Beauty Experiences | Facials by Dija

Facials by DijaThere’s a lot I love about London like the city never being short of amazing facialists and salons, but a downside? The chaos and stress that accompany even the most simplest of journeys which threatens to destroy every bit of calm achieved from a facial when you’re travelling back home. Now that’s where professional facialist Dija Ayodele comes in with her Facials By Dija service – Dija is a great friend of mine and is one of the few people I turn to for skincare advice as her experience and extensive knowledge is next to none, so when she recently visited my home following the launch of Facials By Dija, an affordable and accessible mobile facial service excited would be an understatement to describe my reaction!

Dija couldn’t have come to rescue my skin at a better time; getting adjusted into postgraduate studies, being a little reckless and indulging in one too many white chocolate cookies left my skin inflamed and breaking out across the cheeks, jawline and chin – the classic effects of glycation, so Dija did a facial that was thoroughly cleansing yet also gentle and hydrating which is exactly what my out of control skin needed. There was an informative consultation, some steaming and definitely some extraction involved, but what I particularly loved was how Dija used products from a number of brands so that meant Aurelia Probiotic Skincare for cleansing and moisturising, Antonia Burrell for exfoliating, Sisley for detoxing and hydrating and S5’s Purity Serum as a treatment for my blemishes. This is a completely different approach in comparison to most salons where the therapist will strictly use products from a single skincare line which doesn’t always ensure you get the best results. Moreover, Dija didn’t stop with using products across different brands, she even gave me a facial massage with a bespoke oil blend she concocted using lavender, lemongrass and bergamot essential oils.

I always leave facials at least a week before an important event as they have a way of breaking me out (the whole it’ll get worse before it gets better mantra applies) but a day after Dija‘s facial and my skin was calmer, less inflamed and heading towards a clearer direction. And if an amazing facial wasn’t enough, Dija followed up to see how my skin was faring and gave me some advice on making sure my skin improved “increase your water intake and you could take supplements of vitamin A, zinc and full spectrum omega oils to boost your skin’s ability to heal itself. A healthy diet full of greens and low GI foods will also contribute to overall health”.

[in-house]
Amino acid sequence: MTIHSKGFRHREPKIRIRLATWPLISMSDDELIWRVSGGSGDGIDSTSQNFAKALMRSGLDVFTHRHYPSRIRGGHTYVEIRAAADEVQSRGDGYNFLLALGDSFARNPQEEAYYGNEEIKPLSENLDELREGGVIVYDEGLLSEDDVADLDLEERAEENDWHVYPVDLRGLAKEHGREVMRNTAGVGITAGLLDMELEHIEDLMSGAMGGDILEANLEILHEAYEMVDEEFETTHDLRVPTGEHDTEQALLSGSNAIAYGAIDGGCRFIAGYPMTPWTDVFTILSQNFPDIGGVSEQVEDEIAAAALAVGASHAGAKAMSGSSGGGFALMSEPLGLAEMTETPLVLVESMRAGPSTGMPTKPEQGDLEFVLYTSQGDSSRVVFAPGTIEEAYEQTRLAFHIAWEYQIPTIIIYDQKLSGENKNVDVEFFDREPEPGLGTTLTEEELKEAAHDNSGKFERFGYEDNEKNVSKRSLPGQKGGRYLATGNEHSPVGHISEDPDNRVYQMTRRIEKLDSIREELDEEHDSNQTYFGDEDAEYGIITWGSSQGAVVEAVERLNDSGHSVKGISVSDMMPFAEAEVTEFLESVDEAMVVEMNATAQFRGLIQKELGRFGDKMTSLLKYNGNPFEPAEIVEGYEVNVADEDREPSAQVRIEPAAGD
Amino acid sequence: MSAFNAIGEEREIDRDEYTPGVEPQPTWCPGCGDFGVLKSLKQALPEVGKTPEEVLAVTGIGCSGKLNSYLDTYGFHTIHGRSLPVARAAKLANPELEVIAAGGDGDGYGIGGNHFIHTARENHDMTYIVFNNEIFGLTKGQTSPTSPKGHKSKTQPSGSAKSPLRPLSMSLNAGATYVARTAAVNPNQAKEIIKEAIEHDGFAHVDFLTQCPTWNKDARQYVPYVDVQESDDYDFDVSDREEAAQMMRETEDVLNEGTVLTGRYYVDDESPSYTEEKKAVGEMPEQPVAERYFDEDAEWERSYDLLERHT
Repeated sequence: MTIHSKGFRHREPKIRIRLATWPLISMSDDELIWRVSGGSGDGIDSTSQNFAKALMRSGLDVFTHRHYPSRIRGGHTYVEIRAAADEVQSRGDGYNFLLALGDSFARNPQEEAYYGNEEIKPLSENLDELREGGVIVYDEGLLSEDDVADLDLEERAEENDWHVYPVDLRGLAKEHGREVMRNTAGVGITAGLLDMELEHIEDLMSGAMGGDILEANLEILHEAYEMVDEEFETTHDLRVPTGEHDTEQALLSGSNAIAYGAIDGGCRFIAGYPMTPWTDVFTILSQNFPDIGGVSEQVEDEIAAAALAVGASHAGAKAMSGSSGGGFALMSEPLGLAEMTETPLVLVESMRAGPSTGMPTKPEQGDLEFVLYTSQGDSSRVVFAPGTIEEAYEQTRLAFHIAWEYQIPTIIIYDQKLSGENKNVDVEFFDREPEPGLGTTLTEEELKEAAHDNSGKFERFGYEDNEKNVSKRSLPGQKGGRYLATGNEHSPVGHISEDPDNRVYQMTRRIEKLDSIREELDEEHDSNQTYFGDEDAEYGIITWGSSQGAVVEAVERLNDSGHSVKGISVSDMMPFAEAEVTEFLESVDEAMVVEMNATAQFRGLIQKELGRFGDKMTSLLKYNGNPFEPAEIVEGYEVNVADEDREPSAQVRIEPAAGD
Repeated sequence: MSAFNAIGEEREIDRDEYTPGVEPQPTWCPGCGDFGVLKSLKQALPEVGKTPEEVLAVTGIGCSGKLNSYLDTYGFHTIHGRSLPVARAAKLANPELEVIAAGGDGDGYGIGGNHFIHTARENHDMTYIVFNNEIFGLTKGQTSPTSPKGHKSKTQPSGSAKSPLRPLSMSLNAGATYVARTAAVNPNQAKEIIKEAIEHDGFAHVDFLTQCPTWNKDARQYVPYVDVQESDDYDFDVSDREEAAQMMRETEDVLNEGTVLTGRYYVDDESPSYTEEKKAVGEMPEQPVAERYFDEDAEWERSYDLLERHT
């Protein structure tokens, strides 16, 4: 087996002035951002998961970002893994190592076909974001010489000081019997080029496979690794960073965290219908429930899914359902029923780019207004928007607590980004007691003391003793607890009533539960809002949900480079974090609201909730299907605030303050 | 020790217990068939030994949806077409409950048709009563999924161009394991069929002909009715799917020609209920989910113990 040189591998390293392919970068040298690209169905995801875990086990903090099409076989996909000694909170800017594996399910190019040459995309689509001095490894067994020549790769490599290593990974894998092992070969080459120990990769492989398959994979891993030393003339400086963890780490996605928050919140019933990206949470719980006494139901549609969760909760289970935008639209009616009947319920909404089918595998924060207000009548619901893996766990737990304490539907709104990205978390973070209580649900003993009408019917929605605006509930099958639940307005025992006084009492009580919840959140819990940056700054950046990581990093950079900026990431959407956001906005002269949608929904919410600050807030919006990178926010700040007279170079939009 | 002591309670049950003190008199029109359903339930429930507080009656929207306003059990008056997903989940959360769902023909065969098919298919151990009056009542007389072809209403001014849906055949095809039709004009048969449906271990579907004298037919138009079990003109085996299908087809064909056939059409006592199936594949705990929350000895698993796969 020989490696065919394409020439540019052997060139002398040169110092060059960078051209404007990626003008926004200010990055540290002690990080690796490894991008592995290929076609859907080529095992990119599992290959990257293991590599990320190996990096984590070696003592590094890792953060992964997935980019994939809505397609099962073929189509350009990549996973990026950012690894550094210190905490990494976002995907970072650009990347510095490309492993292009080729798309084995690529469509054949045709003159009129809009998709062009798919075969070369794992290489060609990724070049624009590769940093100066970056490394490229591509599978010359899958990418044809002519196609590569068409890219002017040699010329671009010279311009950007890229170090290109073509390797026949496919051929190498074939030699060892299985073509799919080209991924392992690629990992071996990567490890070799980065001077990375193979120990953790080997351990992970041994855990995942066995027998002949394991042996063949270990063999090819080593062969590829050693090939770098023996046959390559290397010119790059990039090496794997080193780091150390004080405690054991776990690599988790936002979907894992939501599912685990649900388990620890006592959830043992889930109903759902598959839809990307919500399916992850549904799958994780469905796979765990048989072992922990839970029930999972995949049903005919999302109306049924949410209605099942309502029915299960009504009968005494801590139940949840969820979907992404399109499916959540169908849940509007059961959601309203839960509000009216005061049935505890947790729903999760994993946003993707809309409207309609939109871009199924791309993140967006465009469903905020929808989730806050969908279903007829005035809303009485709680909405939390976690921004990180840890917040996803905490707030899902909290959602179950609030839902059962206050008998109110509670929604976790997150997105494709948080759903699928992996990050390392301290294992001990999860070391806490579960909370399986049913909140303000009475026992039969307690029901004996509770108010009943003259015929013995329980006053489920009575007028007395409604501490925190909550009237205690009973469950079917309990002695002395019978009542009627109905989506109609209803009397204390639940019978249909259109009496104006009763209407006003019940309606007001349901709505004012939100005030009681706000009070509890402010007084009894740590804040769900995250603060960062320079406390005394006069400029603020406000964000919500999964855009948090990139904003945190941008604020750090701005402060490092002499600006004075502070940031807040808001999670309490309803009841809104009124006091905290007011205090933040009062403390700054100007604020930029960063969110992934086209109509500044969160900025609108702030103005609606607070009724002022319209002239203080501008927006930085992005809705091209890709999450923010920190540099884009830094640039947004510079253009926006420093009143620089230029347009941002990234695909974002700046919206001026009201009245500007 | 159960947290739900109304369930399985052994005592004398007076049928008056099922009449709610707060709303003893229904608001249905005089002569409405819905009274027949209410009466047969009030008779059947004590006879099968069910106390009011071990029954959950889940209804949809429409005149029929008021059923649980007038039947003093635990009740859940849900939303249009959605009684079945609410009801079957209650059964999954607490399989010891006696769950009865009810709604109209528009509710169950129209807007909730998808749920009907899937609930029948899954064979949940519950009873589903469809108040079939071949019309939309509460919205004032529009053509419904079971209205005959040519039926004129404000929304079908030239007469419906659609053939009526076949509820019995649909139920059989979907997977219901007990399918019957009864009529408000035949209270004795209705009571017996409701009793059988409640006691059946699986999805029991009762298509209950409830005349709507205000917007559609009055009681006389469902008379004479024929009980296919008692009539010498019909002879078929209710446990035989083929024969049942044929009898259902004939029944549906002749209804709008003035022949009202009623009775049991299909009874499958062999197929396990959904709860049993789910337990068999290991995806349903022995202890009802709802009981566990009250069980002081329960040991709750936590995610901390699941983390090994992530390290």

Amla + Hair Conditioner = Wonderful Things!

Processed with VSCOcam with g3 presetThose that know me and try to make plans will know that Sunday is my day – a day to sleep in, catch up on my reading, go for a run and of course, a day of some much needed pampering. Sunday is where the week’s madness comes to a halt and gives one the chance to recuperate in order to face the week ahead; some just prefer to face the week looking their best.

Unless I’m using a hair mask like the Moroccanoil Intense Hydrating Mask or Aussie 3 Minute Miracle I’ll often resort to concocting a mask of my own, and one of my trusty recipes is a generous helping of amla oil mixed into a basic conditioner (I use Alberto Balsam for co-washing, and at £1 a pop it’s a steal). Found in many a Saudi household, I discovered Dabur Amla Hair Oil through a friend and it’s been dressing table staple ever since. Amla is a powerhouse of benefits including its anti-dandruff, properties and its ability to strengthen your locks and give great shine. To condition, most amla devotees favour it in powder form and add water to turn it into a paste, but since amla powder is hard to find I’m happy to use an oil instead. I’m not one for following exact measurements, but I guess I use roughly a quarter to half a cup of conditioner and around 2 tablespoons of amla oil.

Because Sunday means me not leaving the house, I take full advantage of the fact that no one has to see me with a shower cap on so anything less than 3 hours to let this mask work its magic is a no-no – the longer, the better and after lazing around for that long and finally rinsing the mask out you’ll find your hair to be instantly softer, but over time you’ll notice your hair becoming shinier, thicker and just generally healthier. However I’m in need of more moisture, so for next Sunday olive and avocado oil, I’m looking at you.